Customer Reward Programs: Deducting Fulfillment Costs Prior to Economic Performance 

    TAX CLINIC 
    by Natalie B. Takacs, CPA, M. Tax., and Anthony S. Bakale, CPA, M. Tax., Cohen & Co. Ltd., Cleveland 
    Published August 01, 2012

    Editor: Anthony S. Bakale, CPA, M. Tax.


    Tax Accounting

    Regs. Sec. 1.451-4 provides a narrowly construed exception to the economic performance rules that allows accrual-basis taxpayers who issue premium coupons (or trading stamps) to deduct the estimated fulfillment cost of the coupons (or stamps) at the time they are issued. Taxpayers desiring to take advantage of this favorable treatment must be careful to distinguish their coupon programs from rebates, for which economic performance does not occur and no deduction is allowed until the rebates are actually paid (see Regs. Sec. 1.461-4(g)(3)). To qualify for the favorable treatment for premium coupons available under Regs. Sec. 1.451-4, taxpayers must issue them “with sales,” and the coupons must be “redeemable by [the] taxpayer in merchandise, cash, or other property.”

    Premium Coupons

    The term “coupon” is not defined in Regs. Sec. 1.451-4; however, in Texas Instruments, Inc., T.C. Memo. 1992-306, the Tax Court noted a dictionary definition of “‘a token or certificate given with a purchase and redeemable in merchandise or cash’ and a ‘trademark, wrapper, box top, or similar evidence of a purchase for which premium articles are given.’” In Chief Counsel Advice 200826006, the IRS held that a single-coupon rebate was not a premium coupon eligible for favorable treatment under Regs. Sec. 1.451-4. Referring to the Blue Book explanation of the Revenue Act of 1978, P.L. 95-600, for Sec. 466 (later repealed by the Tax Reform Act of 1986, P.L. 99-514), the IRS Chief Counsel’s Office distinguished “discount coupons,” which are individually redeemable, from premium coupons, which are “intended to be collected and redeemed in large numbers for a single product.” Based on this definition of premium coupons, customer reward programs (modeled on the affinity programs used by airlines and credit card companies), under which customers are awarded points that may be accumulated for future redemption, would appear to exemplify the type of coupon programs eligible for the favorable treatment of Regs. Sec. 1.451-4.

    With Sales

    The IRS has denied taxpayers the benefits of Regs. Sec. 1.451-4 on the grounds that the “with sales” requirement was not met. In Capital One Financial Corp., 133 T.C. 136 (2009), aff’d, 659 F.3d 316 (4th Cir. 2011), the Tax Court determined that the taxpayer (Capital One) was a buyer, rather than a seller, in the transaction. Capital One issued points toward the purchase of an airline ticket for each dollar charged on a Capital One credit card. The Tax Court denied Capital One the benefit of Regs. Sec. 1.451-4, noting that although a sale had occurred between the cardholder and the merchant, Capital One’s role in the transaction was that of a buyer (having purchased a note receivable).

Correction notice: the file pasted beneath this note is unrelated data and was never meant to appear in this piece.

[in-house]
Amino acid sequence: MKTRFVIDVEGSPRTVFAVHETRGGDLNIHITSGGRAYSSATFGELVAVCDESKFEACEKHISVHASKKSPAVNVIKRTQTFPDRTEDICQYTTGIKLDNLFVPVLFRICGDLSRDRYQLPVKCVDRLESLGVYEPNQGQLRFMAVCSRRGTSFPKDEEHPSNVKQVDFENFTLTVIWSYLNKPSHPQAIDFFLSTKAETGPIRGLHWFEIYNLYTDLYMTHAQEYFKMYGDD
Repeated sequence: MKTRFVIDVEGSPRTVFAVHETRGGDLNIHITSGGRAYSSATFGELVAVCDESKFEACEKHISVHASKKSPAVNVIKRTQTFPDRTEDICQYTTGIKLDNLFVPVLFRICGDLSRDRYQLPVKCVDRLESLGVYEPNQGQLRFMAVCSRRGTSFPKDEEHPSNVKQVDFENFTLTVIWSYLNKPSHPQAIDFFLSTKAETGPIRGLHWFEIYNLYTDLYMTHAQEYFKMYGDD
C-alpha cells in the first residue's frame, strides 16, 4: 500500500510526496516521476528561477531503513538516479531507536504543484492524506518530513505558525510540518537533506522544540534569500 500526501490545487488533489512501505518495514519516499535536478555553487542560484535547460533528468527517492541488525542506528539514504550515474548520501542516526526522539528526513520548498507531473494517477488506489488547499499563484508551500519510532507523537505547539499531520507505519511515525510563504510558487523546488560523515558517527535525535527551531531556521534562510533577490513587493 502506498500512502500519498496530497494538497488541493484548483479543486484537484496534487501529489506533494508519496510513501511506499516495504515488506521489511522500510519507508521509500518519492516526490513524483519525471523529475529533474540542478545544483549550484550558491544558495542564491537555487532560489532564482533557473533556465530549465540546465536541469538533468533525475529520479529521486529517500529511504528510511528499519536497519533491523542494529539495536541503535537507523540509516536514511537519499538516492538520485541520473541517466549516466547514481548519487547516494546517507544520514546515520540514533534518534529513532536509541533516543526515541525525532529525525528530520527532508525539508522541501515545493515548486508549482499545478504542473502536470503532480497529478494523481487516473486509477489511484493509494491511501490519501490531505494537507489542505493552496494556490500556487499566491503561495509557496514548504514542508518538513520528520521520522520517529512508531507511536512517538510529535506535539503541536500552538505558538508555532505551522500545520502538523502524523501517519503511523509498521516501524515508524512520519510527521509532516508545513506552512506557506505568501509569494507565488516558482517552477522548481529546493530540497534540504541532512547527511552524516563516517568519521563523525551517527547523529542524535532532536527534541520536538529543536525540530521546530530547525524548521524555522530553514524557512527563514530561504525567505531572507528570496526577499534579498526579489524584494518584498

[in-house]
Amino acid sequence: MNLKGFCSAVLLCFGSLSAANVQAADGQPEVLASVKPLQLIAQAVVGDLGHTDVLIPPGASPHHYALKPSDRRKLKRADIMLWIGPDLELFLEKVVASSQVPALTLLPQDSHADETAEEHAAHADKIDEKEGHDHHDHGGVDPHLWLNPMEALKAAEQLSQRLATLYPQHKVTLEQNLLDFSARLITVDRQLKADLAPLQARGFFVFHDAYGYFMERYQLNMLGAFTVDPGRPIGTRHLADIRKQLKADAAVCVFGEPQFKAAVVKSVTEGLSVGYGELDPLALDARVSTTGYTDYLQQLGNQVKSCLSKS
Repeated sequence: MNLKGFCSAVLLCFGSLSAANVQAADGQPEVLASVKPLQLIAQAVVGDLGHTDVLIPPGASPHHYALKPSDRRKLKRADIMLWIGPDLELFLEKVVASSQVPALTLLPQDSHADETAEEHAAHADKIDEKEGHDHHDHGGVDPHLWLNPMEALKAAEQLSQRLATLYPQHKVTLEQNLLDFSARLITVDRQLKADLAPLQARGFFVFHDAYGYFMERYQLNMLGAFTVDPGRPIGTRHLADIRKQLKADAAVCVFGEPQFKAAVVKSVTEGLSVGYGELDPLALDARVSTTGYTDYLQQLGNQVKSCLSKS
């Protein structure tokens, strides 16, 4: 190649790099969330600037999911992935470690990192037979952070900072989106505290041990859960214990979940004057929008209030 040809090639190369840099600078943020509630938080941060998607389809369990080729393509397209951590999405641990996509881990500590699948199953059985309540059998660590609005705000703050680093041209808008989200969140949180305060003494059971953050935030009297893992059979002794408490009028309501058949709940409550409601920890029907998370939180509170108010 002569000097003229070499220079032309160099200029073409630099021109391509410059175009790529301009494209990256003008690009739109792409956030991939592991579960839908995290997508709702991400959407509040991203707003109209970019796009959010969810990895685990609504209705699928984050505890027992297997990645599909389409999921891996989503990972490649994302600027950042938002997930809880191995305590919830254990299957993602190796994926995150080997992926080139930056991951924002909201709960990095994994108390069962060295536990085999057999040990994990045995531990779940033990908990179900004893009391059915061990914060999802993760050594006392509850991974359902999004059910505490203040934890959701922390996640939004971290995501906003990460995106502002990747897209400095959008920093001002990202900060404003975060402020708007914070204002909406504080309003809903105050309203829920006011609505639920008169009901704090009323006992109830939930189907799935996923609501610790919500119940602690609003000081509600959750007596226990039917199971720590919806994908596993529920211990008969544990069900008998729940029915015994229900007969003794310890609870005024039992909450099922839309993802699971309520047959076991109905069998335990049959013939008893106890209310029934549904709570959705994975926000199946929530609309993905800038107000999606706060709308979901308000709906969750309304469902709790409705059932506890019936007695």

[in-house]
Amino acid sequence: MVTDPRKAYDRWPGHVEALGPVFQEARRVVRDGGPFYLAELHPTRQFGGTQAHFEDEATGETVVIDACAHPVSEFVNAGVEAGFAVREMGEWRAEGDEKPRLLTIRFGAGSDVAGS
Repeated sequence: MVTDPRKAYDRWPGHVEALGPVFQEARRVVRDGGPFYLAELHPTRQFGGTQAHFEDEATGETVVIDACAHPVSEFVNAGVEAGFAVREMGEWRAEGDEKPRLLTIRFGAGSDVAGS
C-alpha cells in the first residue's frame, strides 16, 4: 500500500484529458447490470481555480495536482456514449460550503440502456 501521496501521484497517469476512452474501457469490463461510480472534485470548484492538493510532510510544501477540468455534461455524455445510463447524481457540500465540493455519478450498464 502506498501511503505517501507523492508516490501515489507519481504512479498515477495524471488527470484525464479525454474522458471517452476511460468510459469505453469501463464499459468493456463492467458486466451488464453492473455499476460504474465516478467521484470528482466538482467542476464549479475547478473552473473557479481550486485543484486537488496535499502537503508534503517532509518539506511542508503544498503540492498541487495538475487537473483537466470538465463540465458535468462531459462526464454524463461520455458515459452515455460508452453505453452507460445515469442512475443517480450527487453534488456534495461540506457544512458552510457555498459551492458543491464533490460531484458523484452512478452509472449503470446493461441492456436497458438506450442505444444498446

In Rev. Rul. 74-69, the IRS denied the benefits of Regs. Sec. 1.451-4 to a casino operator who issued coupons to winners, concluding that the coupons were issued to “winning patrons” and not “with sales.” In Rev. Rul. 78-97, the taxpayer awarded coupons to former customers who furnished a sales prospect for whom a sale was completed. Once again, the IRS denied the benefits of Regs. Sec. 1.451-4 because “the coupon is neither issued as part of the sale to the former purchaser (the person making the sales referral) nor as part of the sale resulting from such referral. The coupon is issued to the former purchaser for a separate consideration, that is, compensation for a lead that results in a sale.” Likewise, in Rev. Rul. 73-415, coupons distributed gratuitously through the mail or in newspaper or magazine advertisements were not “with sales” and therefore not eligible for the benefits of Regs. Sec. 1.451-4.

    Redeemable in Merchandise, Cash, or Other Property

    In Rev. Rul. 78-212, the taxpayer issued “on-pack” coupons (appearing on the face of the product) and “in-pack” coupons (included in the package) that entitled consumers to a discount on future product purchases. Although the coupons satisfied the “with sales” requirements, the benefits of Regs. Sec. 1.451-4 were denied because consumers were required to make an additional purchase, and thus the coupons were not unconditionally redeemable.